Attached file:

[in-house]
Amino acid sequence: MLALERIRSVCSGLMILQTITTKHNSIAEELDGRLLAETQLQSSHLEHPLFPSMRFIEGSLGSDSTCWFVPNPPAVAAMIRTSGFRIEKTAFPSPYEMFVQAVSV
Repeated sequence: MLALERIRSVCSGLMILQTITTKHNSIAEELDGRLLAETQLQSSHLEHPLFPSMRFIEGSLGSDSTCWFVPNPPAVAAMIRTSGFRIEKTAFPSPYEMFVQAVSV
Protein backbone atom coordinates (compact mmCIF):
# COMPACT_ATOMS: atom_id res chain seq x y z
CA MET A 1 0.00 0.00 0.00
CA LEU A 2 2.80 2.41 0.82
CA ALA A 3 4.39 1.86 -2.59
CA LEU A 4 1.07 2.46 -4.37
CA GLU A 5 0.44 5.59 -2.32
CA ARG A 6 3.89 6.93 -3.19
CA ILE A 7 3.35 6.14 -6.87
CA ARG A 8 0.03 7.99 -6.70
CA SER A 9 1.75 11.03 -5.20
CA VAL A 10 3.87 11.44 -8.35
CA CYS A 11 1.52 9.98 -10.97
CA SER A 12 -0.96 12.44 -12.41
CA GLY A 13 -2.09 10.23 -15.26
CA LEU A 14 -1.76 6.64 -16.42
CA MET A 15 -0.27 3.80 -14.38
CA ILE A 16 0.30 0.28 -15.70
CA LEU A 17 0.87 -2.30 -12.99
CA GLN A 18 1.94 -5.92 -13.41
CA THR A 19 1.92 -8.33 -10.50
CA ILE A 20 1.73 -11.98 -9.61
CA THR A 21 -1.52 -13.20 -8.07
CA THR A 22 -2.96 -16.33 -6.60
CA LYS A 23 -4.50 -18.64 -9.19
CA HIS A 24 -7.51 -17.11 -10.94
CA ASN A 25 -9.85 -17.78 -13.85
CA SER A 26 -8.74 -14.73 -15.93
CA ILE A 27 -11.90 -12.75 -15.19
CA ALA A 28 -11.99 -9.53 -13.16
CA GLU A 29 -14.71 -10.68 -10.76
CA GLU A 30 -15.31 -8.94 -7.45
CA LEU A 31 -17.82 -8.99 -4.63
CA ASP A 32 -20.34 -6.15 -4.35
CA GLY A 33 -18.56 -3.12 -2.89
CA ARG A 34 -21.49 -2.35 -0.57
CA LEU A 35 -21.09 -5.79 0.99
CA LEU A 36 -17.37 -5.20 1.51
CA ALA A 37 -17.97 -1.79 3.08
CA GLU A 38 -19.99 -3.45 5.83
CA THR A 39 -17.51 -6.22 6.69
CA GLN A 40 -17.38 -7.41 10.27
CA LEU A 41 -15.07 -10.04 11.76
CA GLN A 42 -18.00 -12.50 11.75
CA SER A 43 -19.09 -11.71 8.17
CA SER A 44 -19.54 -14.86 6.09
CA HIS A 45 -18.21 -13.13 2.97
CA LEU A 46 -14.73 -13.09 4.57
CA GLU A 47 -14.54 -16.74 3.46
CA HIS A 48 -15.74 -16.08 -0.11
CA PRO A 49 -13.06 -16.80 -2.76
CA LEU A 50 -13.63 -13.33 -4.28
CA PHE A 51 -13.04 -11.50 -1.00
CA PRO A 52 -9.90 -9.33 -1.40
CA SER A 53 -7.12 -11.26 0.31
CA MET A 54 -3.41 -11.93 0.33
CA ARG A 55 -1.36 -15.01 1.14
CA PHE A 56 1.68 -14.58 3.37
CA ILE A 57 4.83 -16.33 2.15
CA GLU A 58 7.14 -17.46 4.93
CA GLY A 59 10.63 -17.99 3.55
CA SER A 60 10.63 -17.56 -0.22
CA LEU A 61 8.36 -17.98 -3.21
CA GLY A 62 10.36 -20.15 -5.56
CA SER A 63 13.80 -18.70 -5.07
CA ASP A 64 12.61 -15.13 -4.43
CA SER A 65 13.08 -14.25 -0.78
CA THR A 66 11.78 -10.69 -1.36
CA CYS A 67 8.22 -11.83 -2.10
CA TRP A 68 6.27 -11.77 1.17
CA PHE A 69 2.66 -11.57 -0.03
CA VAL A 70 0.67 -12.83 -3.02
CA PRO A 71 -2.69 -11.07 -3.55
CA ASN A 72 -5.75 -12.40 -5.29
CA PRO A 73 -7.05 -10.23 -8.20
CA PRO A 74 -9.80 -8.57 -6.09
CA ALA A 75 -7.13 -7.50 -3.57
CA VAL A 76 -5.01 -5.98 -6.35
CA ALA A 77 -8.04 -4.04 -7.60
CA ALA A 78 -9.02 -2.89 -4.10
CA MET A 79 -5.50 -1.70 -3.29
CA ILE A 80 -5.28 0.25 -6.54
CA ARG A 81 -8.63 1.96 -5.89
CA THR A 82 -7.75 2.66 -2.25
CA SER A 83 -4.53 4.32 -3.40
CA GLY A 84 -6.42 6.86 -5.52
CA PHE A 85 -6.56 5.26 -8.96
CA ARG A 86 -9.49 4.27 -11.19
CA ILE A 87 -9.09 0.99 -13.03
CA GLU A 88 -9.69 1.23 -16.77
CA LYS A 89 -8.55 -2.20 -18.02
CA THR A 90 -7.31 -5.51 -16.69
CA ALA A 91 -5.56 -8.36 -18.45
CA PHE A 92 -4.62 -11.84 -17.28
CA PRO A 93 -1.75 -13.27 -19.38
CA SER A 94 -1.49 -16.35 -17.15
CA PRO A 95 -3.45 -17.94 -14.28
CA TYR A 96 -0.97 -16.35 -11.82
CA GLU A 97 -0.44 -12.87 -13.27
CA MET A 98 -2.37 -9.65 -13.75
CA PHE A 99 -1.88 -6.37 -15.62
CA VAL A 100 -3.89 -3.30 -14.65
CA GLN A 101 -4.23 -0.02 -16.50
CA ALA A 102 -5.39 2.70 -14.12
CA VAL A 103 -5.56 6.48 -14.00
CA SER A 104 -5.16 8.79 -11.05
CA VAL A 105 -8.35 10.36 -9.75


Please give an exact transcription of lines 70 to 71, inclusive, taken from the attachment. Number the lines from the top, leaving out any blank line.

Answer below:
CA SER A 65 13.08 -14.25 -0.78
CA THR A 66 11.78 -10.69 -1.36